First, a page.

War of the Rebellion: Serial 107 Page 0207 Chapter LXIII. THE GETTYSBURG CAMPAIGN.

Search Civil War Official Records

JULY 2-26, 1863.-Morgan's Raid in Kentucky, Indiana, and Ohio.

Report of Colonel Rutherford B. Hayes, Twenty-third Ohio Infantry.

HDQRS. FIRST Brigadier, THIRD DIV., EIGHTH ARMY CORPS,

Camp White, W. Va., July 23, 1863.

SIR: In obedience to orders from General Scammon, two regiments of the brigade under my command, viz, Twenty-third Ohio and Thirteenth Virginia Volunteers, marched from Fayetteville on the evening of the 16th instant, en route for the Ohio River, to aid in preventing the escape of the rebel forces under General Morgan. We reached Gallipolis by steam-boats from Loop Creek at daylight on the morning of the 18th; thence we proceeded up the Ohio to Pomeroy. At this point General Morgan attempted to force a passage over the Ohio, on the 18th. By direction of General Scammon, the Twenty-third Ohio, under Lieutenant-Colonel Comly, and the Thirteenth Virginia, under command of Colonel Jones, of General Scammon's staff, were marched to the roads on which Morgan was attempting to reach the river. On the approach of the rebels these regiments formed in line of battle, and with four companies thrown forward as skirmishers, advanced to meet the enemy, who were dismounted and also formed in line of battle. A short skirmish ensued, when the rebels retreated, hastily mounted their horses, and pushed on up the Ohio. Our loss was one wounded, Corporal Clemons, Twenty-third Regiment Ohio Volunteer Infantry. The enemy lost 5 killed and 16 wounded left on the field. The troops were immediately embarked on transports and steamed up the Ohio to Buffington Island, where Morgan, on the morning of the 19th instant, again attempted to cross, but was defeated by the cavalry under General Judah, and the gun-boats under Captain Fitch. The infantry under my command were present in time to witness the defeat of the enemy, but not in time to render important assistance. On the 19th my command went up the Ohio to Hockingport. The Twenty-third Regiment, under Lieutenant-Colonel Comly, scouted the woods in pursuit of the enemy and captured a large number of prisoners and horses. During the night of the 19th the two regiments were deployed on the Virginia shore for a distance of five miles, to prevent the enemy from crossing. It is believed that no rebels succeeded in crossing during the night, although attempts were made to do so. On the 21st instant we started on our return, and reached this camp at 10 a. M. on the 22nd instant. The total number of prisoners reported to these headquarters, captured by the troops under my command, was 208 ---- of whom were commissioned officers. No full report of captured horses has yet been made; the number will exceed fifty. A quantity of arms and cavalry equipments were also captured. The troops under my command, it is believed, prevented the rebels from crossing the Ohio at Pomeroy, and gave important aid to those engaged in intercepting them at points higher up on the river. It is proper to add that General Scammon and staff were with the advance during the whole of the expedition, and that all the movements referred to in this report were directed by the general.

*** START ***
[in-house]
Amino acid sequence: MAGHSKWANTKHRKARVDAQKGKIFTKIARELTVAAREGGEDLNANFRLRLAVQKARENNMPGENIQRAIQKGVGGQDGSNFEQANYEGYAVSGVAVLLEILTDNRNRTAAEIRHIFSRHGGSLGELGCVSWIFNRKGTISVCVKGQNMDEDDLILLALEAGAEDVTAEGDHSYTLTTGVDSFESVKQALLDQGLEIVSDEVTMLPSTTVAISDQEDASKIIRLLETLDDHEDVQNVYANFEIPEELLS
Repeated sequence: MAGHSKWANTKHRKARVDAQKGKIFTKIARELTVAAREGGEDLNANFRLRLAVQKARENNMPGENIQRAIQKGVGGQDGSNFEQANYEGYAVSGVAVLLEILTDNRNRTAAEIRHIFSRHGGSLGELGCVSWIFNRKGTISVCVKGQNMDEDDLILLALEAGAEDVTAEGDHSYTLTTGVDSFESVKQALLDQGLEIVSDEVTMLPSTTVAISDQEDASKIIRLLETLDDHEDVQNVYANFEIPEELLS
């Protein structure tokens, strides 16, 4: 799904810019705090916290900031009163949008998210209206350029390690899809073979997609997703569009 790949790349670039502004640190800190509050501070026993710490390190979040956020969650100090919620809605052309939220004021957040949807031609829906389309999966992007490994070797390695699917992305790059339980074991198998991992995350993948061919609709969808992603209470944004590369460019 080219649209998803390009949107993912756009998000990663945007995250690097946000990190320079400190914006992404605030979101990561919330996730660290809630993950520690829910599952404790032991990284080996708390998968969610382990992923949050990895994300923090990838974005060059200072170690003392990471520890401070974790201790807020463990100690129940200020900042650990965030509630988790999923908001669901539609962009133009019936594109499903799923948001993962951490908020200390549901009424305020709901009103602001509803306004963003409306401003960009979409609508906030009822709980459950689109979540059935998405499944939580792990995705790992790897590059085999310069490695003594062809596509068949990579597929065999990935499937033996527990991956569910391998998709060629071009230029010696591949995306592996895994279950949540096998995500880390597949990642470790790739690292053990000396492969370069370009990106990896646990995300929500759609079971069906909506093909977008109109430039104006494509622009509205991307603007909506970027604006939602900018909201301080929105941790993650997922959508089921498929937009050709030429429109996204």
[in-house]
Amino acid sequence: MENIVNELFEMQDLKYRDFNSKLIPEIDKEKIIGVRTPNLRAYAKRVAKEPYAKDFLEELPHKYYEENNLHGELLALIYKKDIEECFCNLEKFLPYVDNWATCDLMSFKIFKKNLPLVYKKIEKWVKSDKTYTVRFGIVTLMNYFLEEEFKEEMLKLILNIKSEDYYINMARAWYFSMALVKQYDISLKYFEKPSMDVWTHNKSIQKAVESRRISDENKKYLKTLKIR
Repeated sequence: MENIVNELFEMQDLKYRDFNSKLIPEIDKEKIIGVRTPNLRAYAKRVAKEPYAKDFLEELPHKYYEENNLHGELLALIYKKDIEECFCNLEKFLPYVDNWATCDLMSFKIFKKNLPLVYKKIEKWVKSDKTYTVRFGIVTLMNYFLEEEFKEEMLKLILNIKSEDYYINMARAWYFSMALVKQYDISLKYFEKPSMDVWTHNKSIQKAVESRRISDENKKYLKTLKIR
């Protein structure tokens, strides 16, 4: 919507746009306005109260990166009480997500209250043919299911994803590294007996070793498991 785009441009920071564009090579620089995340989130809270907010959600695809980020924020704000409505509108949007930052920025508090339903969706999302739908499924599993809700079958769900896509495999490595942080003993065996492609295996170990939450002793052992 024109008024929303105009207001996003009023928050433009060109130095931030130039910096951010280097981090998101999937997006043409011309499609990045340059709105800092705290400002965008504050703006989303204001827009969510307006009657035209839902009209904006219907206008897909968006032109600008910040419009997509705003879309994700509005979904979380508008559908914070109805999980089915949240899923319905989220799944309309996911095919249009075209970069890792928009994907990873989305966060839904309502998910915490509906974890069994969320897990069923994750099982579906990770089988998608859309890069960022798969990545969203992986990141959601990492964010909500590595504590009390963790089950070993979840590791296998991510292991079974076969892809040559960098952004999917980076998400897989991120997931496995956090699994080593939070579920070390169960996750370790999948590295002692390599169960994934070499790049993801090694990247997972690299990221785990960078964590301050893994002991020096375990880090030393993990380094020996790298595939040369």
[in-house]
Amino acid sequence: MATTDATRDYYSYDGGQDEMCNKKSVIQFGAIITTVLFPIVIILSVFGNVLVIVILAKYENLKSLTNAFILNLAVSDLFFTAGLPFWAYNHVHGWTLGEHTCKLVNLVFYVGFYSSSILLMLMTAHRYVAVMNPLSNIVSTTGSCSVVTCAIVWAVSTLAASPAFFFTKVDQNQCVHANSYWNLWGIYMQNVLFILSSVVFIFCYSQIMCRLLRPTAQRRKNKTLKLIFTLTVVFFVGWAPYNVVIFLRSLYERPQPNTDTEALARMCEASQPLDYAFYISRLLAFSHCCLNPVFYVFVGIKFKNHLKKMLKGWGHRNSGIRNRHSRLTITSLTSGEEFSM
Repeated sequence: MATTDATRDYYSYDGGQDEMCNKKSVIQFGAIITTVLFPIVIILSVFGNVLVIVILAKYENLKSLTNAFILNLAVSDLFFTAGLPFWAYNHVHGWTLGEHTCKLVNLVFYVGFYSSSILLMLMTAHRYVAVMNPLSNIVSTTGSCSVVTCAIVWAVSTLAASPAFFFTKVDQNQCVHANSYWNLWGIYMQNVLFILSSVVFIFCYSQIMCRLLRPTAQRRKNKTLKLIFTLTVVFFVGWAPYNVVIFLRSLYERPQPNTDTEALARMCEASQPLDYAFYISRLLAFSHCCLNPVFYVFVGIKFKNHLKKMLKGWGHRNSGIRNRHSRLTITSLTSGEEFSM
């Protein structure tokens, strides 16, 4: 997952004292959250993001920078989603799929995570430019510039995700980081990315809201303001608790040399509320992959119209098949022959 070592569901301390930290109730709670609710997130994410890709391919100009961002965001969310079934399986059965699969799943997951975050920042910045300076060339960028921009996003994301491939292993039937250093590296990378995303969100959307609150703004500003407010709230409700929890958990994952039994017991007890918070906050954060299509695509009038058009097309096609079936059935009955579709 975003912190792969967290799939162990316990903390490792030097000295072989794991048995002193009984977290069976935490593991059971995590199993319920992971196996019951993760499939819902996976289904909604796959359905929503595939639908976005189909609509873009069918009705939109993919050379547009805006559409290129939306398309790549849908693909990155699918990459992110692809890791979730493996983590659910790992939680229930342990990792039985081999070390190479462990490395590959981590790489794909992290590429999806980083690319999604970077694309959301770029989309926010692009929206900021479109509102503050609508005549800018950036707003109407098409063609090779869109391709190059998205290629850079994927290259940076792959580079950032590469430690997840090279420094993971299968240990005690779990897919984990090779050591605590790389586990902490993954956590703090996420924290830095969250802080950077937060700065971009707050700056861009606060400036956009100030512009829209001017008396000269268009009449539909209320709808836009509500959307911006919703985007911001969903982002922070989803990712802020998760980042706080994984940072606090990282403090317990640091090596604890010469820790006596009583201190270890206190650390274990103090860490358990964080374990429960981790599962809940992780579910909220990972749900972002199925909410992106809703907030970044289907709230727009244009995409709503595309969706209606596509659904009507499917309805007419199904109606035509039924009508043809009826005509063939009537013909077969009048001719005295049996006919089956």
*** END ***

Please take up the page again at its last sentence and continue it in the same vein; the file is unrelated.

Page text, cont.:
I have the honor to be, very respectfully, your obedient servant,

R. B. HAYES,

Colonel, Commanding.

Captain JAMES L. BOTSFORD,

Asst. Adjt. General, Third Division, Eighth Army Corps.

[23.]